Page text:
One of the standards used to determine if a particular expression is protected by the First Amendment. The clear and present danger test was first articulated in Schenck v. United States (249 U.S. 47: 1919), a case involving an Espionage Act prosecution for obstruction of military recruitment. The Supreme Court upheld Schenck’s conviction, saying that expression is a conditional freedom that must be evaluated in a situational context. It was in Schenck that Justice Oliver W. Holmes said in explaining this test that the freedom of speech could not be interpreted in such a way as to allow a person to shout “Fire!” in a crowded theater. Rather, each situation must be reviewed to determine whether expression occurs in such a way and is of “such nature as to create a clear and present danger that it will bring about the substantive evil that legislatures are empowered to prevent.” If speech is linked closely enough to illegal acts, the speech may be restricted. The Court said it was a matter of “proximity and degree.” See also Balancing Doctrine (Judicial Effects and Policies)Preferred Position Doctrine (Judicial Effects and Policies).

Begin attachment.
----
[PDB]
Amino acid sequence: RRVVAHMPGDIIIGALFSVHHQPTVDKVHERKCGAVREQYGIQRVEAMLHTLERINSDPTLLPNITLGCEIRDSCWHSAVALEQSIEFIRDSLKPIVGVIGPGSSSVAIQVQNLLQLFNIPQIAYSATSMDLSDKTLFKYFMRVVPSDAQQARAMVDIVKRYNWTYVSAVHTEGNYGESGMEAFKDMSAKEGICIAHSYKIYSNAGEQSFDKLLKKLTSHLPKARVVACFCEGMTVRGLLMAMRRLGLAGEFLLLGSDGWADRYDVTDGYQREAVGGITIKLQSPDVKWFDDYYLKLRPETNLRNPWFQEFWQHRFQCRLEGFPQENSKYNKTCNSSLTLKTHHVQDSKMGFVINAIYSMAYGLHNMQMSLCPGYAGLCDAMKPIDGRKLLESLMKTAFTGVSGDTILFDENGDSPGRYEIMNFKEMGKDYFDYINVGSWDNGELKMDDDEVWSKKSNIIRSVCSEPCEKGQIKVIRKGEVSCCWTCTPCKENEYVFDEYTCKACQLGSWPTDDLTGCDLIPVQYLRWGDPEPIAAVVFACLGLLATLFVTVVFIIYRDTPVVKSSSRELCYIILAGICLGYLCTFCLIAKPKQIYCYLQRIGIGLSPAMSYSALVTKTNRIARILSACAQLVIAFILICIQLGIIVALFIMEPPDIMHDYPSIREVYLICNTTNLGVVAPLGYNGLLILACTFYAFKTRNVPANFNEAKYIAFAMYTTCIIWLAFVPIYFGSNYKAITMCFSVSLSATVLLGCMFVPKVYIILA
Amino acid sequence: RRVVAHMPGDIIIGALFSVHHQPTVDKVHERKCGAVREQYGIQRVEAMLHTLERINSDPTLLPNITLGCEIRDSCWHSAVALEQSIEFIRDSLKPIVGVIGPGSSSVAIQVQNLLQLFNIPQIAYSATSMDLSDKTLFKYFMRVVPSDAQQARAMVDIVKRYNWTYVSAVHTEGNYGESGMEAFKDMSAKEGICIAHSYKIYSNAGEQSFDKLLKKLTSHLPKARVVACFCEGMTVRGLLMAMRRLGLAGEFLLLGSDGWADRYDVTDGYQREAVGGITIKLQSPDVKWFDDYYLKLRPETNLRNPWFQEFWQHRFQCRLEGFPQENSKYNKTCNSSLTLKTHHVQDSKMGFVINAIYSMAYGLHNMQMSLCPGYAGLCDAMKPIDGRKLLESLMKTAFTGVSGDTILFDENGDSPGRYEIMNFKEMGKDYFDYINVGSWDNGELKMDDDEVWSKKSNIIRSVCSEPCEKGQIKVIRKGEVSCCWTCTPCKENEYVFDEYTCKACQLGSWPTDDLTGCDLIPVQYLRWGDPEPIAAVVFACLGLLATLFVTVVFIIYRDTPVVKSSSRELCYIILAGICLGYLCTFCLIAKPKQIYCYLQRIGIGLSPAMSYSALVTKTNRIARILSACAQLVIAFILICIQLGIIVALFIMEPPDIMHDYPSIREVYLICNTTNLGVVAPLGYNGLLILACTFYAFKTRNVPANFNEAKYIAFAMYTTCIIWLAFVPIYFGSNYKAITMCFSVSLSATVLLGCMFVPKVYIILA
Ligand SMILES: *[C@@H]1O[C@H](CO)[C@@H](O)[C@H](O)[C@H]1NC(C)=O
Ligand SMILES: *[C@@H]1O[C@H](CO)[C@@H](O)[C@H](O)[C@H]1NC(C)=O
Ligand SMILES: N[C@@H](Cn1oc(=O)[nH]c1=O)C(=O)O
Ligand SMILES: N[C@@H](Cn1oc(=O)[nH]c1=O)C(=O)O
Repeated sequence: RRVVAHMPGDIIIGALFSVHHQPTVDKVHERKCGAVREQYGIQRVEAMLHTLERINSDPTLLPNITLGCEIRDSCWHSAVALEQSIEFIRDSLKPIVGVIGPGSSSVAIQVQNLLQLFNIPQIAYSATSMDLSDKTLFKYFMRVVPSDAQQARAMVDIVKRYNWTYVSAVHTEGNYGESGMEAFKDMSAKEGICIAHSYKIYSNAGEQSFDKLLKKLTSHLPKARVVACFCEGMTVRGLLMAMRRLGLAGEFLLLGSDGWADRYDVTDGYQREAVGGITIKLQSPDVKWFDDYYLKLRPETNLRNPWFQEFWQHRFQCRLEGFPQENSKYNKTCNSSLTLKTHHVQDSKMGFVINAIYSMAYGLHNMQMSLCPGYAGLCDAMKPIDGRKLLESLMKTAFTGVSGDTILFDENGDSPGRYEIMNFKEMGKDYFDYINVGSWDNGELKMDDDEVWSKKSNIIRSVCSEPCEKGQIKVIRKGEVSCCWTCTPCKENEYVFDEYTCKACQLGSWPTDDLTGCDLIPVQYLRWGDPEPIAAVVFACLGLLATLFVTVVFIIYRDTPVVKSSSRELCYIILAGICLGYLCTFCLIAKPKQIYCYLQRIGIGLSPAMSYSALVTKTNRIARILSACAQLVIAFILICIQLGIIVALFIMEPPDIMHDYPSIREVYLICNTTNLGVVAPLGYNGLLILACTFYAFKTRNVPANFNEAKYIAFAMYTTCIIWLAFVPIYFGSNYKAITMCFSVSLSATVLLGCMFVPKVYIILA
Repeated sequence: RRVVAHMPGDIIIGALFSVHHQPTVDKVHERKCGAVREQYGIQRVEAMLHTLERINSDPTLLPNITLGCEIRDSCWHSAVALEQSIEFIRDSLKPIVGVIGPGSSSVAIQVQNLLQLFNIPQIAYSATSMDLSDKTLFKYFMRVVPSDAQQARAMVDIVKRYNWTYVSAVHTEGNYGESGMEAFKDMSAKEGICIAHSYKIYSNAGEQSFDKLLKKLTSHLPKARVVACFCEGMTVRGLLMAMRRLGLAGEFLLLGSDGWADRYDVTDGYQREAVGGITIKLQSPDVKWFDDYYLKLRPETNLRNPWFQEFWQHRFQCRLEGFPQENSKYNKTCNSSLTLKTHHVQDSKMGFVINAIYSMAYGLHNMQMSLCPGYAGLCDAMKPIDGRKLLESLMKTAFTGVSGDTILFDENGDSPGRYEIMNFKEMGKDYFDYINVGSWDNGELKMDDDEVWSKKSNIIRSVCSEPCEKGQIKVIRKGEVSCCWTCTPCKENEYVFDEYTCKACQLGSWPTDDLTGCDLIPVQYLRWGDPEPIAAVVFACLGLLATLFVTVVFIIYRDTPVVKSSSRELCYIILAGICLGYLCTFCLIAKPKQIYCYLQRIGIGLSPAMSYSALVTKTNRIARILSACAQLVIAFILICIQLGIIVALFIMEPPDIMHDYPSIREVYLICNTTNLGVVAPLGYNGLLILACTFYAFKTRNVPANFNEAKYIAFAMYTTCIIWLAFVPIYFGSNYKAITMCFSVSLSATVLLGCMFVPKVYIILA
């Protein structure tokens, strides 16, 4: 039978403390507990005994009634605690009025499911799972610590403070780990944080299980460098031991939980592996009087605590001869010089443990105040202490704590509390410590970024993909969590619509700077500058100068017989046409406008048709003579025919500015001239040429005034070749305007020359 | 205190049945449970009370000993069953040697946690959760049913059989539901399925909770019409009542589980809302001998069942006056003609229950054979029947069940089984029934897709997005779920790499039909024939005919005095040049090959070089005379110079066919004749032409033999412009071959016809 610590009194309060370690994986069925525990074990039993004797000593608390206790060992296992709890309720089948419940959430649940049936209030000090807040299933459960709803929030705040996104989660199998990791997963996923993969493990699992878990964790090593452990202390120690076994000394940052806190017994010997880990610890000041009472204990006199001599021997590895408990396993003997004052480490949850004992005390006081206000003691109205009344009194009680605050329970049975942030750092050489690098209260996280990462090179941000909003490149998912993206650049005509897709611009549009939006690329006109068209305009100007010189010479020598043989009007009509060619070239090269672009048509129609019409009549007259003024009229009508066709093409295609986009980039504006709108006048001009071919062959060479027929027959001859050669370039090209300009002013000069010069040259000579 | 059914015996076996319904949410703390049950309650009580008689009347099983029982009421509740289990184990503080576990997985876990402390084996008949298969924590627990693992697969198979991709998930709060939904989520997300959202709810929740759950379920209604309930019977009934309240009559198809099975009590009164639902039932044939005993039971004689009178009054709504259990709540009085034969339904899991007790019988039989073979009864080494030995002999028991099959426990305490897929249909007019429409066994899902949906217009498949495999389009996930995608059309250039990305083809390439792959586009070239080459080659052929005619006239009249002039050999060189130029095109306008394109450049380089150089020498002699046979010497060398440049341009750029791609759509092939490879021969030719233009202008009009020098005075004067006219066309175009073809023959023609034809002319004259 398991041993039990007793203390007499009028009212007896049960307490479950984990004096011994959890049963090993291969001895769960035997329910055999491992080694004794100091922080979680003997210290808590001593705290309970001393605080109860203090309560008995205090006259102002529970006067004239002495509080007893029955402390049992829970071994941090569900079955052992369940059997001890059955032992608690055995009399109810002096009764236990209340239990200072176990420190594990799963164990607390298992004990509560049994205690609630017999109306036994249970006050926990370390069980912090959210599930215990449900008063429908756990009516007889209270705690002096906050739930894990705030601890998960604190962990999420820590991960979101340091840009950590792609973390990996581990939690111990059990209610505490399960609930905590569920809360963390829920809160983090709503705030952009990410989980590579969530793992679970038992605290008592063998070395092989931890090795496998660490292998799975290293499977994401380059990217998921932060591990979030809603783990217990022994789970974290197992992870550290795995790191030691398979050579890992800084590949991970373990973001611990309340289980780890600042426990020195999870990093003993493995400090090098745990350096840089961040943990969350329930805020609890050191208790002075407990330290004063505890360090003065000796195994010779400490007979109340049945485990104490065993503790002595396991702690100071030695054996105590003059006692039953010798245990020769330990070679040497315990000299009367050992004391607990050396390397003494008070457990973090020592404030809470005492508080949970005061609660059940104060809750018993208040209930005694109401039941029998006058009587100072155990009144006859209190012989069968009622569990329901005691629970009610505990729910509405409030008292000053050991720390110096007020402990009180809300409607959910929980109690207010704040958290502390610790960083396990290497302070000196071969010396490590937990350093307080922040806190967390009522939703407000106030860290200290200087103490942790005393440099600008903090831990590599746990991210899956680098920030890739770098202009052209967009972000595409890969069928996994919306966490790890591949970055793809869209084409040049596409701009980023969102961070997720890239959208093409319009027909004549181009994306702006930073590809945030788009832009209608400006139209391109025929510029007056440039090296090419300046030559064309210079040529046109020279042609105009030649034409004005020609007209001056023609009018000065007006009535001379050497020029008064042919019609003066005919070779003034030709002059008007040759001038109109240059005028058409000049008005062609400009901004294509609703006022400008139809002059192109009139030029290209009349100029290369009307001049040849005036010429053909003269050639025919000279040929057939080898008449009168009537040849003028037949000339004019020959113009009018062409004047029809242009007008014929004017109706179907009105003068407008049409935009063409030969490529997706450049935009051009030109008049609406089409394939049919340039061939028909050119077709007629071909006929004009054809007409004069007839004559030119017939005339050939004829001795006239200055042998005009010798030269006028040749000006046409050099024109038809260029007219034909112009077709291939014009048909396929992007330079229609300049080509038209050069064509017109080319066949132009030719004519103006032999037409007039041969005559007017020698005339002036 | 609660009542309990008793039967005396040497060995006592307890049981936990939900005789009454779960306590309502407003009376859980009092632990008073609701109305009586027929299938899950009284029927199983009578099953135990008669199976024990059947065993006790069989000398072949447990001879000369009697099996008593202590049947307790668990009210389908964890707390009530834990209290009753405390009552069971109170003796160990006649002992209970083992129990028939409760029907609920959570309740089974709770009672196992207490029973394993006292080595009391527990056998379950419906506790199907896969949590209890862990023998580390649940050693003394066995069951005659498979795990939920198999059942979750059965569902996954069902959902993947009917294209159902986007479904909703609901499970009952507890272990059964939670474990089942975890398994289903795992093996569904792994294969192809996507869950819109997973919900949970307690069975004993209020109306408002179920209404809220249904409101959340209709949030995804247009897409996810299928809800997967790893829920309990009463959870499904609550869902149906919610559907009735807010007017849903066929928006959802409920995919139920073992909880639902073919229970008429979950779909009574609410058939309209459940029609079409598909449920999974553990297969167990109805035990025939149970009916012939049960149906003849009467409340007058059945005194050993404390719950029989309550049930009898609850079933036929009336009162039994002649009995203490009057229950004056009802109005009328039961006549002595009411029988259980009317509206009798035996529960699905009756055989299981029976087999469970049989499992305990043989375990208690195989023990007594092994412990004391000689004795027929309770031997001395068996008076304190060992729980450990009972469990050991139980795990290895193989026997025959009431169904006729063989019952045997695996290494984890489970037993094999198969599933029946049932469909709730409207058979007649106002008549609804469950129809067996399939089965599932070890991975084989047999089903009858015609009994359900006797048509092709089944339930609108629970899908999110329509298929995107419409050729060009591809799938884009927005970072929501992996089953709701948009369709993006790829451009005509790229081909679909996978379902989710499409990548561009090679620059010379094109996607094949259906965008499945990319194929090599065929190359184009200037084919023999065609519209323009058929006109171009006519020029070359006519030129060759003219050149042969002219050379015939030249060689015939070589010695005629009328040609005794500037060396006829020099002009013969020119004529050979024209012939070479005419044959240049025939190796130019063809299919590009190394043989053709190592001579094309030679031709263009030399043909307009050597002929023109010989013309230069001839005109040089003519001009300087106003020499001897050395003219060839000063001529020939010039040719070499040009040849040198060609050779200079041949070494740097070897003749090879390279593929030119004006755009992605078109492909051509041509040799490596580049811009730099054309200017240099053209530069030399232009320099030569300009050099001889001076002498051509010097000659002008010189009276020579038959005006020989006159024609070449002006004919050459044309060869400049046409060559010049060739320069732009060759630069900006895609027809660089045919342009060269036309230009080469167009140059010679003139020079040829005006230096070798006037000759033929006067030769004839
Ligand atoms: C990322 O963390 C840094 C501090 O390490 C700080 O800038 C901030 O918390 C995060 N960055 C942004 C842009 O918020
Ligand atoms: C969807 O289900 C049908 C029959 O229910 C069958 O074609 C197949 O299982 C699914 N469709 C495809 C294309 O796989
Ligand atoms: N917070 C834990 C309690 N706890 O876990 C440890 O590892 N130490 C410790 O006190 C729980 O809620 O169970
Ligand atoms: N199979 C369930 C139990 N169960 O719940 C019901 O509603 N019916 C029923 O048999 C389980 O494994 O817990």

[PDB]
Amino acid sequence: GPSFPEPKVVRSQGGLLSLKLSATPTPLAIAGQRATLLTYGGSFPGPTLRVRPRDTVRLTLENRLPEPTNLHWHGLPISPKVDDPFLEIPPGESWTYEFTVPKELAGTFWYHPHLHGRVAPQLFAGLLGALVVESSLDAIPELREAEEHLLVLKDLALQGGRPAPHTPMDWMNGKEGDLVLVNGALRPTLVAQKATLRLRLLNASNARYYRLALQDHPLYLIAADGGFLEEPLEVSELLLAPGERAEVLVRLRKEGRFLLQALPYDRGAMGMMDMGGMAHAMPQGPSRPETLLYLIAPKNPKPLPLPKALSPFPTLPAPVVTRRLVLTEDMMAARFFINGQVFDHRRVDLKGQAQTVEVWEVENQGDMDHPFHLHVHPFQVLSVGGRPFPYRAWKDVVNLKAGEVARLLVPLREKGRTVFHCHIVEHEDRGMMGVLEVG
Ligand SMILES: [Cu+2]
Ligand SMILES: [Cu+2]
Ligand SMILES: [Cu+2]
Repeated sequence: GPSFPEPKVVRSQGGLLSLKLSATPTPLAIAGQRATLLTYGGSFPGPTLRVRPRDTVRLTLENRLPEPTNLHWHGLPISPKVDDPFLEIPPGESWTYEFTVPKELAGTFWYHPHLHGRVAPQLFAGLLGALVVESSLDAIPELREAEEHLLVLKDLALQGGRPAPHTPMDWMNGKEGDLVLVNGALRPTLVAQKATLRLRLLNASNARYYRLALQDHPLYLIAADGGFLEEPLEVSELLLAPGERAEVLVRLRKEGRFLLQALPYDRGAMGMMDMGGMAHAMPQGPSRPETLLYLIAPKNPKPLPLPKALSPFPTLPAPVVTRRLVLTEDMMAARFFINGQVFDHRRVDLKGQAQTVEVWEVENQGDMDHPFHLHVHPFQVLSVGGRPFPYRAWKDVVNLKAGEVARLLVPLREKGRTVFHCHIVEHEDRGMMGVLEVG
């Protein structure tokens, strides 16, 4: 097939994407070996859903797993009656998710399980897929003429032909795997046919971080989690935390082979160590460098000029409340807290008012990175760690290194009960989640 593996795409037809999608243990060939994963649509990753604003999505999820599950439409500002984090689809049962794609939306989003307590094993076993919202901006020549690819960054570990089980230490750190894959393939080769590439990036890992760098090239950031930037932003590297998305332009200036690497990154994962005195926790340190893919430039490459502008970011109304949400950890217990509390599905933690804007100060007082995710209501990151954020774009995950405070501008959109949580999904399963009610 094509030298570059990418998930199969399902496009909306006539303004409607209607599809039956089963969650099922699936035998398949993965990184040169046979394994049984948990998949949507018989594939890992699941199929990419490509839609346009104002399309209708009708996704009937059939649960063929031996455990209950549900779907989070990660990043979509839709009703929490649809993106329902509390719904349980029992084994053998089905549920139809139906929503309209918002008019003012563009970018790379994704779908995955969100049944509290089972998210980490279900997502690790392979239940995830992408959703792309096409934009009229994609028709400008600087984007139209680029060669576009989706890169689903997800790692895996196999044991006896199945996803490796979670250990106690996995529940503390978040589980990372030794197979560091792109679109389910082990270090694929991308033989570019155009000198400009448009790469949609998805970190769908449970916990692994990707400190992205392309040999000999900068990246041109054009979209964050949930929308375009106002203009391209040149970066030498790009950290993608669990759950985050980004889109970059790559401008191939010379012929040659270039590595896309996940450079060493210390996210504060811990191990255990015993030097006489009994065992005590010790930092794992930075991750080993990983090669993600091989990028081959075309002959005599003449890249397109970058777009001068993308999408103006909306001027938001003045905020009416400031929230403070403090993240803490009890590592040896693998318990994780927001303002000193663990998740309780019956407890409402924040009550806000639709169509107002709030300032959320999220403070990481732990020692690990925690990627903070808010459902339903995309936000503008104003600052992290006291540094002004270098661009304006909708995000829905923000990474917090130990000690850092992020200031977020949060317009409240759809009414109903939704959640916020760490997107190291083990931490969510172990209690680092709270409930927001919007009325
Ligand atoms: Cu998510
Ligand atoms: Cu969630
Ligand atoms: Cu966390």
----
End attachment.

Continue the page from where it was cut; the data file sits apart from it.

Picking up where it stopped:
Analysis and Relevance
The clear and present danger test presumes that free speech is not an absolute right. The test is designed to justify interference with speech only when the government can show that the speech creates a danger both substantial and immediate. In this respect clear and present danger is a more demanding test for restrictive enactment than the “bad tendency” test. The bad tendency test allows restriction of expression if the expression could lead to unlawful ends. It and the clear and present danger test differ from the preferred position doctrine, which holds that any restrictive enactments are unconstitutional. The purpose of devices like the clear and present danger test is to aid the courts in balancing society’s interest in protecting itself and the individual’s interest in unrestricted expression.
Clear And Present Danger Test: Open and Free Legal Research of US Law
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